This paper describes the pre-operational analysis and forecasting system developed during MACC (Monitoring Atmospheric Composition and Climate) and continued in the MACC-II (Monitoring Atmospheric Composition and Climate: Interim Implementation) European projects to provide air quality services for the European continent. This system is based on seven state-of-the art models developed and run in Europe (CHIMERE, EMEP, EURAD-IM, LOTOS-EUROS, MATCH, MOCAGE and SILAM). These models are used to calculate multi-model ensemble products. The paper gives an overall picture of its status at the end of MACCII (summer 2014) and analyses the performance of the multi-model ensemble. The MACC-II system provides daily 96 h forecasts with hourly outputs of 10 chemical species/aerosols (O-3, NO2, SO2, CO, PM10, PM2.5, NO, NH3, total NMVOCs (non-methane volatile organic compounds) and PAN + PAN precursors) over eight vertical levels from the surface to 5 km height. The hourly analysis at the surface is done a posteriori for the past day using a selection of representative air quality data from European monitoring stations. The performance of the system is assessed daily, weekly and every 3 months (seasonally) through statistical indicators calculated using the available representative air quality data from European monitoring stations. Results for a case study show the ability of the ensemble median to forecast regional ozone pollution events. The seasonal performances of the individual models and of the multi-model ensemble have been monitored since September 2009 for ozone, NO2 and PM10. The statistical indicators for ozone in summer 2014 show that the ensemble median gives on average the best performances compared to the seven models. There is very little degradation of the scores with the forecast day but there is a marked diurnal cycle, similarly to the individual models, that can be related partly to the prescribed diurnal variations of anthropogenic emissions in the models. During summer 2014, the diurnal ozone maximum is underestimated by the ensemble median by about 4 mu g m(-3) on average. Locally, during the studied ozone episodes, the maxima from the ensemble median are often lower than observations by 30-50 mu g m(-3). Overall, ozone scores are generally good with average values for the normalised indicators of 0.14 for the modified normalised mean bias and of 0.30 for the fractional gross error. Tests have also shown that the ensemble median is robust to reduction of ensemble size by one, that is, if predictions are unavailable from one model. Scores are also discussed for PM10 for winter 2013-1014. There is an underestimation of most models leading the ensemble median to a mean bias of 4.5 mu g m(-3). The ensemble median fractional gross error is larger for PM10 (similar to 0.52) than for ozone and the correlation is lower (similar to 0.35 for PM10 and similar to 0.54 for ozone). This is related to a larger spread of the seven model scores for PM10 than for ozone linked to different levels of complexity of aerosol representation in the individual models. In parallel, a scientific analysis of the results of the seven models and of the ensemble is also done over the Mediterranean area because of the specificity of its meteorology and emissions. The system is robust in terms of the production availability. Major efforts have been done in MACC-II towards the operationalisation of all its components. Foreseen developments and research for improving its performances are discussed in the conclusion.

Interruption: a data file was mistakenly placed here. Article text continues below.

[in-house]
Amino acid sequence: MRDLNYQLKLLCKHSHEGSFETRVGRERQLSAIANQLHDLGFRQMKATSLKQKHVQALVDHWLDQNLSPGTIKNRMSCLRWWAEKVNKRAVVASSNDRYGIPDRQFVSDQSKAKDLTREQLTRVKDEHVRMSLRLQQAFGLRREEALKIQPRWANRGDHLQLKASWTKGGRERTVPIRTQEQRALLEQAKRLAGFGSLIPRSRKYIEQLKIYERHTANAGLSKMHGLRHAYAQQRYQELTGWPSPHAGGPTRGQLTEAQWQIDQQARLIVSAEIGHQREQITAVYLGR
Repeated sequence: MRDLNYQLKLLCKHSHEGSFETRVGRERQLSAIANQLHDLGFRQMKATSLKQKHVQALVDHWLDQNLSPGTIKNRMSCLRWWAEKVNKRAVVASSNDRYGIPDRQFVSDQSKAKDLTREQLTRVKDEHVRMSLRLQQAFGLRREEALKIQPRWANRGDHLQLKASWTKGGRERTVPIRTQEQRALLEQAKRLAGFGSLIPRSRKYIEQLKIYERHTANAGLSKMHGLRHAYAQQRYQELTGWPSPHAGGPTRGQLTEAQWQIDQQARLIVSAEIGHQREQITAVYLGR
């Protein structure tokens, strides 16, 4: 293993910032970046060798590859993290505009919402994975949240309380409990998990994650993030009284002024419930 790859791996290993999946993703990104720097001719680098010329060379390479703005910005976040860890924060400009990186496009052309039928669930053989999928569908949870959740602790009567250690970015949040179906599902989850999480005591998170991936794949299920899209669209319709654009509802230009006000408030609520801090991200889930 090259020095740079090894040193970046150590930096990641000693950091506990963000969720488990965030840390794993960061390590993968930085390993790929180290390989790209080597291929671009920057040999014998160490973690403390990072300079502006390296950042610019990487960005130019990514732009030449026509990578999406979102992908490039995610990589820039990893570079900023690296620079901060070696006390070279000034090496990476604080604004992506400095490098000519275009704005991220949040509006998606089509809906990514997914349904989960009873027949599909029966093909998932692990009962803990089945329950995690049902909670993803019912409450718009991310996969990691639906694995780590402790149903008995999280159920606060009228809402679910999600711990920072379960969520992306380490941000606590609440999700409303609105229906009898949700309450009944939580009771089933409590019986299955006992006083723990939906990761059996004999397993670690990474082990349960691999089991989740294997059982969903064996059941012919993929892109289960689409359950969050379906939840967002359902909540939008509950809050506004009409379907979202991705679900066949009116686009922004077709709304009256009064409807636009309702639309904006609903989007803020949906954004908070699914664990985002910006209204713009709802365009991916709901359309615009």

2015. Vol. 8, no 9, 2777-2813 p.